En EspaŅol

Q. Who is Mr. Smarty Plants?

A: There are those who suspect Wildflower Center volunteers are the culpable and capable culprits. Yet, others think staff members play some, albeit small, role. You can torture us with your plant questions, but we will never reveal the Green Guru's secret identity.

Help us grow by giving to the Plant Database Fund or by becoming a member

Did you know you can access the Native Plant Information Network with your web-enabled smartphone?

Share

Ask Mr. Smarty Plants

Ask Mr. Smarty Plants is a free service provided by the staff and volunteers at the Lady Bird Johnson Wildflower Center.

Search Smarty Plants
    
 
See a list of all Smarty Plants questions
Can't find the answer in our existing FAQs, submit a question to Mr. Smarty Plants.
Need help with plant identification, visit the plant identification page.
 
rate this answer
Not Yet Rated

Wednesday - June 29, 2011

From: Brewster, MA
Region: Northeast
Topic: Groundcovers
Title: Low groundcovers for MA
Answered by: Anne Bossart

QUESTION:

We are developing ground mounted solar installations in southeastern MA. We are seeking advice for native groundcover species for our various regions (coastal meadows, etc). Species like bearberry and low-bush blueberry are typical. Are there others (and perhaps some annuals) that you can recommend? We must keep to less than 24" to avoid shading the panels.

ANSWER:

You will ultimately be limited in your choices by what plants are available in the nurseries in your area, but can begin the process by visiting our Native Plant Database.  If you do a Combination Search selecting All Habits, Sun, Moist or Dry Conditions (depending on your site) and a height of 1-3 feet, it will generate a list of plants that you can consider for your project.  It will give you perennials, annuals, grasses and small shrubs.  You will find Vaccinium angustifolium (Late lowbush blueberry) and Arctostaphylos uva-ursi (Kinnikinnick) on that list.  

Here are some other tough plants native to your area to consider (you will have to verify moisture requirements as we have not selected for that):

Asclepias tuberosa (Butterflyweed)

Coreopsis verticillata (Threadleaf coreopsis)

Gaylussacia baccata (Black huckleberry)

Hierochloe odorata (Sweetgrass)

Iris versicolor (Harlequin blueflag)

Monarda didyma (Scarlet beebalm)

Muhlenbergia capillaris (Gulf muhly)

Potentilla arguta (Tall cinquefoil)

Rudbeckia hirta (Black-eyed susan)

Symphyotrichum laeve var. laeve (Smooth blue aster)

Vaccinium vitis-idaea (Lingonberry)

Planting a mixed meadow of plants like these will not interfere with your solar installation but will be attractive and provide wildlife habitat benefits.  That's a win/win!

 

From the Image Gallery


Late lowbush blueberry
Vaccinium angustifolium

Kinnikinnick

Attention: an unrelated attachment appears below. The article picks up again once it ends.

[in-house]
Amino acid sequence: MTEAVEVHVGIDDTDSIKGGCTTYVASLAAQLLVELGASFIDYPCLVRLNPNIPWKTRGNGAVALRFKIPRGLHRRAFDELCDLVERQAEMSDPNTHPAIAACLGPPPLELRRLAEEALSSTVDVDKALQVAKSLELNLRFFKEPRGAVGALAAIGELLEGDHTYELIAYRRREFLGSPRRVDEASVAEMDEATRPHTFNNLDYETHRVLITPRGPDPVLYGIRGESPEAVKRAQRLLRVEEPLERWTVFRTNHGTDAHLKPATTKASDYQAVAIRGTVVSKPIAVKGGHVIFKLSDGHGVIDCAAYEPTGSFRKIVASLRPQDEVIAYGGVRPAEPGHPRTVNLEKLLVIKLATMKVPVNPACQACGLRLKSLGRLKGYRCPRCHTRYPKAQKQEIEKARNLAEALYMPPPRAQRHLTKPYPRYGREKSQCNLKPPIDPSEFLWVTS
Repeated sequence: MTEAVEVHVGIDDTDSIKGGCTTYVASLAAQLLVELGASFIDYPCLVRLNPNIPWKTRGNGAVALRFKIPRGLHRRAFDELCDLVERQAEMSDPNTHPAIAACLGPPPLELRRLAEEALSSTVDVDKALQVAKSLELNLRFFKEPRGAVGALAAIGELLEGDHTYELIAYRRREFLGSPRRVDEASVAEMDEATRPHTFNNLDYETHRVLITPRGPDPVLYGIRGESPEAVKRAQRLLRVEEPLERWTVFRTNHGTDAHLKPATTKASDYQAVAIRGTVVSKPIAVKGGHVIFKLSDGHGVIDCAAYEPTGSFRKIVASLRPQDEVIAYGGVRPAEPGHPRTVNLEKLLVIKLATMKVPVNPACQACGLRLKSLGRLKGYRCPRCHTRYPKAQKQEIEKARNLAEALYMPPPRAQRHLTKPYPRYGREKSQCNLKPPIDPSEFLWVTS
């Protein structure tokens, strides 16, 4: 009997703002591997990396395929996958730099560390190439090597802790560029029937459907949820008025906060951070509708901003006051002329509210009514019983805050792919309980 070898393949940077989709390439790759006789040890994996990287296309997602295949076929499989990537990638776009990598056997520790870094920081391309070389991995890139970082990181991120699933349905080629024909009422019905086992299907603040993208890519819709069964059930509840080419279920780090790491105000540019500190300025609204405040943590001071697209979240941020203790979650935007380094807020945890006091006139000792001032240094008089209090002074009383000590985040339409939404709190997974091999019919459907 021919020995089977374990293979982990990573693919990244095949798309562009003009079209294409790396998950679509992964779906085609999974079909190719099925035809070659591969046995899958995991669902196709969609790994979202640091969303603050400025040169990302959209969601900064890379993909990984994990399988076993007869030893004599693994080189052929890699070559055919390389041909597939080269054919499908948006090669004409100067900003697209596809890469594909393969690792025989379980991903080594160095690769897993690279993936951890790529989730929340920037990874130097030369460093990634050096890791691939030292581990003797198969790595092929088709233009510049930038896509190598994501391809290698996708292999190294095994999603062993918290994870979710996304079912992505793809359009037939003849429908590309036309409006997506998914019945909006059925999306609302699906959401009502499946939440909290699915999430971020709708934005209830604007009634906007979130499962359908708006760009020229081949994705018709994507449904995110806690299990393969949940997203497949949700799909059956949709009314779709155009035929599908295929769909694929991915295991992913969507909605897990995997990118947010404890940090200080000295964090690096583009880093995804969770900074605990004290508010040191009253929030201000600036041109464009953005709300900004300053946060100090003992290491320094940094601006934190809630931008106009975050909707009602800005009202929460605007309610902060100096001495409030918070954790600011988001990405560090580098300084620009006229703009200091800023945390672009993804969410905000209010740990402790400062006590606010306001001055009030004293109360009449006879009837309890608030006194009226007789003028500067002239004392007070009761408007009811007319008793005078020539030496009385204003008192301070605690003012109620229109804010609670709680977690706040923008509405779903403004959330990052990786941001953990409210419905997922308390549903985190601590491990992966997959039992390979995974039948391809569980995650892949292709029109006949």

Arctostaphylos uva-ursi

Butterflyweed
Asclepias tuberosa

Threadleaf coreopsis
Coreopsis verticillata

Mountain laurel
Kalmia latifolia

Black huckleberry
Gaylussacia baccata

Sweetgrass
Hierochloe odorata

Harlequin blueflag
Iris versicolor

Scarlet beebalm
Monarda didyma

Gulf muhly
Muhlenbergia capillaris

Tall cinquefoil
Potentilla arguta

Black-eyed susan
Rudbeckia hirta

More Groundcovers Questions

Low growing erosion control plants for lakeside in Washington Township NJ
May 12, 2013 - I live on a small lake in Northern NJ and have installed beautiful Boulders along the water to help stop erosion. Now I want to add plants along the property but would like low growing, soil retentio...
view the full question and answer

Kinnikinnick for a green roof
July 04, 2012 - Hi Mr. Smarty Plants, I live just north of Seattle and want to build a green roof (outdoor kitchen) I'm concerned about the weight of the soil (saturated), drainage etc. am building from scratch and...
view the full question and answer

Identification of plant, possibly Justicia pilosella, for groundcover
October 10, 2007 - I'm newly relocated to Texas and find I have a yard with three major types of green growing. Close to the house (and mostly shaded) is St. Augustine. Furthest out front, (unshaded) is the Bermudagra...
view the full question and answer

Low maintenance, native plants for sloping drive near Philadelphia
October 20, 2004 - My cabin is located in the northwest suburbs of Philadelphia. I am looking for low maintenance plants that would look good on the sides of a driveway that slopes upward. This is a potential project fo...
view the full question and answer

Native plants for morning sun in Pembroke MA
October 07, 2009 - Could you please suggest native groundcover,plants/shrubs/grasses for eastern facing slope which gets morning sun? It is my front yard which slopes down toward driveway so it would be a major focal po...
view the full question and answer

Smarty Plants's Facebook profile Support the Wildflower Center by Donating Online or Becoming a Member today.

Mr. Smarty Plants wants you to be his Facebook friend. Click the Facebook icon to add yourself to Mr. Smarty Plants list of friends.
E-NEWSLETTER | BECOME A MEMBER | DONATE NOW | MEDIA | SITEMAP | STAFF
© 2015 Lady Bird Johnson Wildflower Center